A reflection on some of the best horror movie scores in cinematic history | Music News | Spokane | The Pacific Northwest Inlander

A reflection on some of the best horror movie scores in cinematic history | Music News | Spokane | The Pacific Northwest Inlander

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Michael Meyers wouldn’t be the same without John Carpenter’s iconic, bone-chilling score.

Earlier this year in the pages of the Inlander, I wrote about how so-called “elevated” horror films had begun to stake their claim in the summer blockbuster landscape. But now that spooky season is in full swing, thrillers, slashers, monster flicks and their ilk have crawled out of their coffins to dominate pop culture for a month. One crucial element for any effective horror movie — quite possibly to a more pronounced degree than with any other cinematic genre — is an impactful score. The best of the best stick to the viewer like so many gallons of Kensington Gore (aka fake blood) long after an initial watch. So it felt like a perfect time to explore some of the most iconic horror soundtracks of all time, along with some underrated gems.

Let’s get the classics out of the way first. Sometimes, the strength of a score lies with the simplicity of its leitmotif — melodies so iconic that they transcend the films themselves and become tattooed on the universal psyche. Take, for example, the brilliant economic two-note pulsing dread of John Williams’ Jaws score or the shrieking violins of Bernard Herrmann’s strings-only score to 1960’s Psycho, which perfectly syncs with the visuals of the overkill stabbing of Janet Leigh during the infamous shower sequence.

When polymath horror legend John Carpenter first sat down at his synthesizer in the late 1970s to compose the haunting, repetitive score for his foundational slasher movie Halloween, the music’s lack of ostentation was borne out of his limited means as a scrappy independent filmmaker as much as it was creative intentionality. What he landed on was a barebones 5/4 melody that his father had taught him as a child, which now will be forever synonymous with late night heebie-jeebies. This month, Carpenter revists the unforgettable score via the recently released Halloween Ends, which supposedly serves as a capper to the long-running franchise (it’s proven to be as unkillable as the bogeyman himself, Michael Myers).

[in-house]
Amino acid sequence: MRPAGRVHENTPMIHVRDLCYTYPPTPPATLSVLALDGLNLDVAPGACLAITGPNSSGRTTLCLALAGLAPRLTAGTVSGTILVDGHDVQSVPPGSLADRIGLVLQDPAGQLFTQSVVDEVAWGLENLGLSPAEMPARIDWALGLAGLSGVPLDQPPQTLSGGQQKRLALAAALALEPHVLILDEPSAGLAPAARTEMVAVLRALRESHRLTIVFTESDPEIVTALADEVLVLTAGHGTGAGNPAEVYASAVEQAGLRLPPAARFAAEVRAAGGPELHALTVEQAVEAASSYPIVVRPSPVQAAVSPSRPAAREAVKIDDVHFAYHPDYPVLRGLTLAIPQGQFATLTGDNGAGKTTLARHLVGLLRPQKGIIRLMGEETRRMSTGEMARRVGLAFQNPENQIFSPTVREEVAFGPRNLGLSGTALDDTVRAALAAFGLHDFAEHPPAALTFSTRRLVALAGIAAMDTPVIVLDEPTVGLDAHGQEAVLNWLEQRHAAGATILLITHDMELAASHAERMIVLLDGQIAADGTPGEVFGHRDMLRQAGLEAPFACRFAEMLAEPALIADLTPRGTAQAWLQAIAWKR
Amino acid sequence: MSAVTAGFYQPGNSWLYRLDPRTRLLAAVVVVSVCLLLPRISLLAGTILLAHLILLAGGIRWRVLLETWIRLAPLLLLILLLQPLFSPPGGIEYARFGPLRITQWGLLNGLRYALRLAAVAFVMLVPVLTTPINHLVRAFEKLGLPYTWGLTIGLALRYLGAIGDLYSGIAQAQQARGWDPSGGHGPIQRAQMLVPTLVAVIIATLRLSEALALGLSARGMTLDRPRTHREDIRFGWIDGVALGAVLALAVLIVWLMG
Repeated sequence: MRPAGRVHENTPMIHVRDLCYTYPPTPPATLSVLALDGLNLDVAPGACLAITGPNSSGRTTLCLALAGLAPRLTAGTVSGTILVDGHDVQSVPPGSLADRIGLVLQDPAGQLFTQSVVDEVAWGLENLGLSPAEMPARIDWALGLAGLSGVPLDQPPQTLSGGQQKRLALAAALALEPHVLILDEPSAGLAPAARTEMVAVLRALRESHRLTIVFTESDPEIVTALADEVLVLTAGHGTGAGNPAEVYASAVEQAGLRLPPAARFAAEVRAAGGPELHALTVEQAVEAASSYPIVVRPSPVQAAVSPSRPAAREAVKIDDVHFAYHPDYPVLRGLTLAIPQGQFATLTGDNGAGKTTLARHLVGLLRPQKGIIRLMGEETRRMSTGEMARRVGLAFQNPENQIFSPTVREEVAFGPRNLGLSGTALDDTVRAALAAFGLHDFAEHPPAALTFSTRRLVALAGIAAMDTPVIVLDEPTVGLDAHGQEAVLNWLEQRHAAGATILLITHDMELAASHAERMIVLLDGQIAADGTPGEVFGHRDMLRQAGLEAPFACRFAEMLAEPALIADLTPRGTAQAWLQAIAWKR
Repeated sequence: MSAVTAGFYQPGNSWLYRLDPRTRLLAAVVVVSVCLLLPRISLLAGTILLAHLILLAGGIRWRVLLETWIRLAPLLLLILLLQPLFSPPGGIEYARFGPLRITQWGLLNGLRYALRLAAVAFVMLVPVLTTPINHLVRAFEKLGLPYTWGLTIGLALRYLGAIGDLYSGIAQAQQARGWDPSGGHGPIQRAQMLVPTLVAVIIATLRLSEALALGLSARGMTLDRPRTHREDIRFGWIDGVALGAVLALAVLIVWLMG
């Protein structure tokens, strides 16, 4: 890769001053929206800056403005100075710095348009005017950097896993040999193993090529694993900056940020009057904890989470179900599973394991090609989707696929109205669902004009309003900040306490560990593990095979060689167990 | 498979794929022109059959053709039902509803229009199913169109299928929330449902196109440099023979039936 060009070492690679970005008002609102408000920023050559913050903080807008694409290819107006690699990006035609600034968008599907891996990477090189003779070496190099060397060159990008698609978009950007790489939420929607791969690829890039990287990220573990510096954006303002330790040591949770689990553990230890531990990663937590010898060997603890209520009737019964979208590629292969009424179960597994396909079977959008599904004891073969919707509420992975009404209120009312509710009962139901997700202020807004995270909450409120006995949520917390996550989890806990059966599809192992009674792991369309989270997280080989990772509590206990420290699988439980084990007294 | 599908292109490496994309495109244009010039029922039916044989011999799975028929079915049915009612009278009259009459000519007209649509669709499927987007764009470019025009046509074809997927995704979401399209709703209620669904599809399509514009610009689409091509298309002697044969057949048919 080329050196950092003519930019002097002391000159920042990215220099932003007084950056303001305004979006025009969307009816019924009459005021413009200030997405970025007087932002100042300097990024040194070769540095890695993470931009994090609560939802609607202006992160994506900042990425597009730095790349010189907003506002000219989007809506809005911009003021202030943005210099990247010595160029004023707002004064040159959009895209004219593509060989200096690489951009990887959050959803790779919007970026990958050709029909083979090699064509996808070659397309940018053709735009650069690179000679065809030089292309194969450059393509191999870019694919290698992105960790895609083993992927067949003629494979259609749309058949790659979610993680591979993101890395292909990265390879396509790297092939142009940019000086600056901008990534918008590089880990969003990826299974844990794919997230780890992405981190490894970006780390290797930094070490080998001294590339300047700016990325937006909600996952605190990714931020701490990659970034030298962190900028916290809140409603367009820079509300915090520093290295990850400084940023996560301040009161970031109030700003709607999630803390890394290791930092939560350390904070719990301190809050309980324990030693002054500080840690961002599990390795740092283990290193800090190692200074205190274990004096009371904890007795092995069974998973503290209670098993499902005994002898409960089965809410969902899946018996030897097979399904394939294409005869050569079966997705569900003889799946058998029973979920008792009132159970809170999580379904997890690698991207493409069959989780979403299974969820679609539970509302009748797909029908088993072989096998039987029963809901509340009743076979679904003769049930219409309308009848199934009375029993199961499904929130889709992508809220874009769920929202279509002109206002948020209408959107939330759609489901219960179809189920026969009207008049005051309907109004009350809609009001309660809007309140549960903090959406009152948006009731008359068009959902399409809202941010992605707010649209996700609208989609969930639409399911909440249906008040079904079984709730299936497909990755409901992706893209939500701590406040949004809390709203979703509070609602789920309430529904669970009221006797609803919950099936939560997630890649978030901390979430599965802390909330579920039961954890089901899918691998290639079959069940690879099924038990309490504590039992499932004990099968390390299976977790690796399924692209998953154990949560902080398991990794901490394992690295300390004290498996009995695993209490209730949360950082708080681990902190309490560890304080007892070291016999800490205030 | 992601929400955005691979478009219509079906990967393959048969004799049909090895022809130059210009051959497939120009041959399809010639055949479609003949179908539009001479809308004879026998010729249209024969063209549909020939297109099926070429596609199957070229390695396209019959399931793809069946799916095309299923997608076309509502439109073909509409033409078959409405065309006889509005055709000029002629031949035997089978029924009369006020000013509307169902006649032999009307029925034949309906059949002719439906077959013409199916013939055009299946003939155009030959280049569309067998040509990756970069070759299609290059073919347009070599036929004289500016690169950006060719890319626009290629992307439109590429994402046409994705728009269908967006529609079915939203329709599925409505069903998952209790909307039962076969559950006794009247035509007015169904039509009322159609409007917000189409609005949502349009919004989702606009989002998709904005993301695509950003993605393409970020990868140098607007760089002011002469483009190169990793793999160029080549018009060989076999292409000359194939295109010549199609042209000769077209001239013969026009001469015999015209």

The brilliant horror scores of the ’70s don’t end there, however. At the outset of the decade, famed composer Ennio Morricone made the genius decision to contrast the sexualized violence depicted on screen in Dario Argento’s The Bird with the Crystal Plumage (a hallmark entry in the Italian giallo horror subgenre) with an unexpectedly beautiful, innocent-sounding theme. A Nightmare on Elm Street and every other subsequent horror movie that weaponized childlike sing-song falsettos owes the late maestro a debt.

“When I think of the scores that scare me the most, they’re the ones with creepy kids singing,” says Colleen O’Holleran, who programs the “WTF” series (Weird, Terrifying, Fantastic) for the Seattle International Film Festival.

Later in the ’70s, Argento would recruit the prog rock outfit Goblin (with whom he’d previously collaborated on another celebrated giallo film, Deep Red) for the soundtrack to his lush, witchy Suspiria. It’s a score that’s at times whimsical, at times discordant, and splashed throughout with warbling synths.